04 November, 2003

Money Isn't Evil, it's a Misquote

The phrase can probably be attributed to Timothy 6:10 out of the Christian religious texts.  But it is a misquote, and it is actually the love of money that is the root of all evil.  Of course, Jesus was reported as saying that, “It is easier for a camel to pass through the eye of a needle than for a rich man to enter the kingdom of God.”  That would seem to imply that merely to have money was somehow sinful.  
But, again, if one looks at the context, it is misconstrued.  It is after a conversation with a pious but wealthy man that Jesus is quoted as saying this.  The pious man had asked what else he could do to be better, and Jesus told him, “If you want to be perfect, sell all of your possessions and give it all to the poor, and follow me.” (Italic’s added by Author)
So, Jesus was telling the guy to do a Buddha-esque ‘great renunciation’, if he desired to be perfect.  Who can argue that leading a monastic life of humility and spiritual endeavors isn’t a great way to spend your days?  All the big ones did it, if you look at any major theology.  Bhuddha gave it all up, Jesus gave it all up, Mohammed gave it all up, as did Nietzche’s Zarathustra.  Nearly every major figure in modern or ancient theologies gained their spiritual enlightenment by walking away from the mundane world for a time to commune with their Creator.  To this day you can become a monk, a nun, or a Shaolin priest if you want to give up your worldly possessions.  But keeping your stuff isn’t evil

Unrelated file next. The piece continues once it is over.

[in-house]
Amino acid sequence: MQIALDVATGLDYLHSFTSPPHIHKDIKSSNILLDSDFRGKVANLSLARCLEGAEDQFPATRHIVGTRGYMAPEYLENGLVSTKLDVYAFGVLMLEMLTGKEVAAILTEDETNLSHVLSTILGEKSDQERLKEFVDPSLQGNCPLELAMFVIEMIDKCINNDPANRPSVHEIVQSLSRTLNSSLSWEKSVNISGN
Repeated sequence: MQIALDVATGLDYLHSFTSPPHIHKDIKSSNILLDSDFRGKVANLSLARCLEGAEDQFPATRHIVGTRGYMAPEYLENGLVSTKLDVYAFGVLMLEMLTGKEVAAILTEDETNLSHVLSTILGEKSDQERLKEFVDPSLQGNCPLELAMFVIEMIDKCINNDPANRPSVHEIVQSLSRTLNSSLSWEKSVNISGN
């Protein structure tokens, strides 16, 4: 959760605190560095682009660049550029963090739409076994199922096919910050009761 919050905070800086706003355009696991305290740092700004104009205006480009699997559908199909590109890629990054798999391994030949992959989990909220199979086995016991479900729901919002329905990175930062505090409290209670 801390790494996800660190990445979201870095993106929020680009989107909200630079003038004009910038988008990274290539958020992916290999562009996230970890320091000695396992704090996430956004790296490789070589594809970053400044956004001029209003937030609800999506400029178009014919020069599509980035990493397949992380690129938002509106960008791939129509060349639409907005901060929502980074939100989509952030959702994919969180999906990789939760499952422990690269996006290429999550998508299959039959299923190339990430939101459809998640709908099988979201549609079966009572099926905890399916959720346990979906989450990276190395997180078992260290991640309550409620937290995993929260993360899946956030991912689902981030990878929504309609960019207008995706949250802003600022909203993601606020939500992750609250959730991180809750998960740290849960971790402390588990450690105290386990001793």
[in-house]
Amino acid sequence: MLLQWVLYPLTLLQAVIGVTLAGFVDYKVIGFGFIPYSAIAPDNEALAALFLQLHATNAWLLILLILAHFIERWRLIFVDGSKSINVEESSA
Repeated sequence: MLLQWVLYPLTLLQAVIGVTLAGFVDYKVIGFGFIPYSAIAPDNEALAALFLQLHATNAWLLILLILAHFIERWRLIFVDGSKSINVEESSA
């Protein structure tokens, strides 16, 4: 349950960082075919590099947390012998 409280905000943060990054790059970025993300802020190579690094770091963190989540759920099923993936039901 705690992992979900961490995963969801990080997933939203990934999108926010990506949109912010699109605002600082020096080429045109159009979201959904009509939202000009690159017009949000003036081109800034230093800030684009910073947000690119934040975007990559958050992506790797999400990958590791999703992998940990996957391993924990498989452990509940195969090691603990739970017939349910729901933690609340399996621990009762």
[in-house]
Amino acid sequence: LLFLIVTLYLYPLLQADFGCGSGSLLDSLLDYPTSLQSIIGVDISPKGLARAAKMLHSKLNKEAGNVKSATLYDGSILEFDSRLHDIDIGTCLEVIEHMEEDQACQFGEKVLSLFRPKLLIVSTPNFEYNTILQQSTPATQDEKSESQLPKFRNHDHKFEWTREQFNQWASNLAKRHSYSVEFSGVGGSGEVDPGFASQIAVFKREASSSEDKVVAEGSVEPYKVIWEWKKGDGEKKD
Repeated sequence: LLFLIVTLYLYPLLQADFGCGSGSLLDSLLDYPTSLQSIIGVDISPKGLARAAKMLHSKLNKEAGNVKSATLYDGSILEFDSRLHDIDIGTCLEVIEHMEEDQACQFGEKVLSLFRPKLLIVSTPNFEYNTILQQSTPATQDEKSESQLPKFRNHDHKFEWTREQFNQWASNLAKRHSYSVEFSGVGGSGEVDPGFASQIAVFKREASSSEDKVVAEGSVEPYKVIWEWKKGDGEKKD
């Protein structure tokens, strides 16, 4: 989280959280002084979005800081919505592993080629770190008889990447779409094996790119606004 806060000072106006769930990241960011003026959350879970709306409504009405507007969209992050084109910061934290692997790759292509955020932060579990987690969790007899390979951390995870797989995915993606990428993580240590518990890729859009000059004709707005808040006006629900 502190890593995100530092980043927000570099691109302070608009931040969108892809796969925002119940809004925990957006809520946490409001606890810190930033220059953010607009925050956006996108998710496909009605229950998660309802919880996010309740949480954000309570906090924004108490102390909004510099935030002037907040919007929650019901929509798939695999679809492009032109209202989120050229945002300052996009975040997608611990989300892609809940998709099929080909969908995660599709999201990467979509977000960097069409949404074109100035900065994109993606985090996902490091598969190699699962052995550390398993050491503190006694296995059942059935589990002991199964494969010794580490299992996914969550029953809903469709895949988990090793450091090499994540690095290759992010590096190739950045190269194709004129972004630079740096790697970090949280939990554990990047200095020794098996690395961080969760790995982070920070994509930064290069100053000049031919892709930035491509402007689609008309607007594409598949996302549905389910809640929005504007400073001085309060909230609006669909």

So what Jesus said was not a condemnation of the man’s wealth, but merely the instructions of how to gain enlightenment.  Similar instructions can be found in the Vedas of the Hindu religion on becoming a Holy One (like the Dali Lama).  But, like most people on earth, the man was not ready for that phase of enlightenment; only a few are.  That is why even the ones who tell you that money is evil still have change in their pocket for a cup of coffee and cable TV.  You don’t have to be perfect to lead a rewarding life that affects other people in a positive way, and evil is not the absence of perfection; the absence of perfection is the norm, not evil. 
(As a side note, perfection wouldn’t have helped the guy, anyway, because perfection, impossible as it is, won’t get you into heaven.) 
The argument that money must be evil because of all the evil that is done in the name of accumulation of wealth is faulty, also.  I work to provide for my family, who can say that is evil? 
Money is a tool, just like any other tool.  The same hammer can be used to build an engineering wonder, to build a treehouse, or to bludgeon someone to death.

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